One of the central tropes of the superhero genre is the "two sides of the same coin" nature of a successful superhero/villain pairing. Superman mostly fights aliens (with the exception of Lex Luthor, who is the opposing figure for Clark Kent rather than Kal-El), Spider-Man deals with animal-themed scientists, Iron Man goes up against a lot of scientists, engineers and people with robot armour, and so on. Obviously the vast array of superhero characters means there are plenty of exceptions to this, but as a rule, the most popular superhero/villain pairings are between characters who mirror each other in some way.
In CATWS, there isn't really a central figure who takes the position of the Red Skull. The waters are far murkier this time round. Bucky is Cap's direct opponent, but none of us really want Cap to "defeat" him. Professional kickpuncher Brock Rumlow (you know, the punch-kicky man) is evil cannon fodder. Zola is an expository prop. Alexander Pierce is the closest we get to a primary supervillain, but his power is more to do with what he represents than what he actually does. I'd actually say Cap's main "enemy" in this movie is the loneliness of his life in the 21st century.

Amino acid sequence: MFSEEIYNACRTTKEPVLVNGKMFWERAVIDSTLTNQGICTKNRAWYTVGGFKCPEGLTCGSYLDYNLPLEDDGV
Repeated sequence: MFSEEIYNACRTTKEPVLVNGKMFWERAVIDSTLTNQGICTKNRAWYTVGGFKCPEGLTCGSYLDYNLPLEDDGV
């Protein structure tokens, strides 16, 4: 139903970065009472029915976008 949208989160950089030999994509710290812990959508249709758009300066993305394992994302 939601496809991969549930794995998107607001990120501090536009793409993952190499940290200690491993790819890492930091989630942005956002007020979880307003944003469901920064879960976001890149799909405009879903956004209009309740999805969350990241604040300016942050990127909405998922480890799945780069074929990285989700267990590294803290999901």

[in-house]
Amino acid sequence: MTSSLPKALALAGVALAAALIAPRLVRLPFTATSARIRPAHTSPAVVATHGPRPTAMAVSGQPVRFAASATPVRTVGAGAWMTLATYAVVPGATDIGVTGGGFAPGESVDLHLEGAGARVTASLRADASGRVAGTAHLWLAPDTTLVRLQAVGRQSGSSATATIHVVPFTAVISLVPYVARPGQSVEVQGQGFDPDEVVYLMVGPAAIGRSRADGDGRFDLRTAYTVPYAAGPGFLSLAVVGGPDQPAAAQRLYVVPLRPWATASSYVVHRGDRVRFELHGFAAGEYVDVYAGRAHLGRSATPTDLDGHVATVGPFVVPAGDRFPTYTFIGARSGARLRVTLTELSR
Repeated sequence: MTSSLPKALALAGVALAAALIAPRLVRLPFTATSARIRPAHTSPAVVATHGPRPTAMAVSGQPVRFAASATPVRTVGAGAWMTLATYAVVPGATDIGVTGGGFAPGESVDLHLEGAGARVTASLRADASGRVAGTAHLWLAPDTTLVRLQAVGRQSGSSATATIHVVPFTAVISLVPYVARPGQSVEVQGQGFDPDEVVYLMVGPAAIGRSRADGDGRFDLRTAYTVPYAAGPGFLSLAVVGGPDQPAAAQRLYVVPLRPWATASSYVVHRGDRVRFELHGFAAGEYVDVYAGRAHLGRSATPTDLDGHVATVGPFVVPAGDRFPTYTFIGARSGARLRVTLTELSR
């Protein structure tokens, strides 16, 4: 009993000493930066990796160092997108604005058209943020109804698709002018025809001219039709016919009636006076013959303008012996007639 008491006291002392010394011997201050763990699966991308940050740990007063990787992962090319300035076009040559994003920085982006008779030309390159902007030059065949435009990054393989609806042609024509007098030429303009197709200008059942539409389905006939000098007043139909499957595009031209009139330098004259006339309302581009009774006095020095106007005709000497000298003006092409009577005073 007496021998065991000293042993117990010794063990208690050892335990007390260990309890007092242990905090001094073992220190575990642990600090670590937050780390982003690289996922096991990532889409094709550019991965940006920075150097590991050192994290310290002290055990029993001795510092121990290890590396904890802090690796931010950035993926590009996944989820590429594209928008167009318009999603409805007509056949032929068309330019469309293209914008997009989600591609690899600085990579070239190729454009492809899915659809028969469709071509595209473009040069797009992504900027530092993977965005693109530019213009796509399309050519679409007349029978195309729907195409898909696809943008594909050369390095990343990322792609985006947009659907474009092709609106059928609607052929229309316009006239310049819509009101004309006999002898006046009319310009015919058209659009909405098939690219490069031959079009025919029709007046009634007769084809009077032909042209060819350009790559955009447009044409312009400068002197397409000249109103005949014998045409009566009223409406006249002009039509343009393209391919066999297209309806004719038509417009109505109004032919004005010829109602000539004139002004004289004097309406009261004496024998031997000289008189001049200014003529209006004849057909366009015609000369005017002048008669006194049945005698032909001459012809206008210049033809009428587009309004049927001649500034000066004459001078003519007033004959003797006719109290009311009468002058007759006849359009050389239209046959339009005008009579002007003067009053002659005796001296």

The film never explores this in any explicit way, but I think CATWS is a story about a guy who is borderline suicidal. Steve Rogers may not actively attempt to kill himself, but he literally tells Sam Wilson that he doesn't know how to be happy, and the opening action sequence involves Cap throwing his shield and helmet aside to have a pointlessly macho showdown with Batroc. This is not the behaviour of a normal Steve Rogers, and while we can potentially attribute that particular scene to bad writing, Cap's overall mood throughout the film is that of a lonely, unhappy person who doesn't really have any reason to carry on living. He's sticking with SHIELD because he thinks they're the only viable option, not because he actually believes in what they're doing.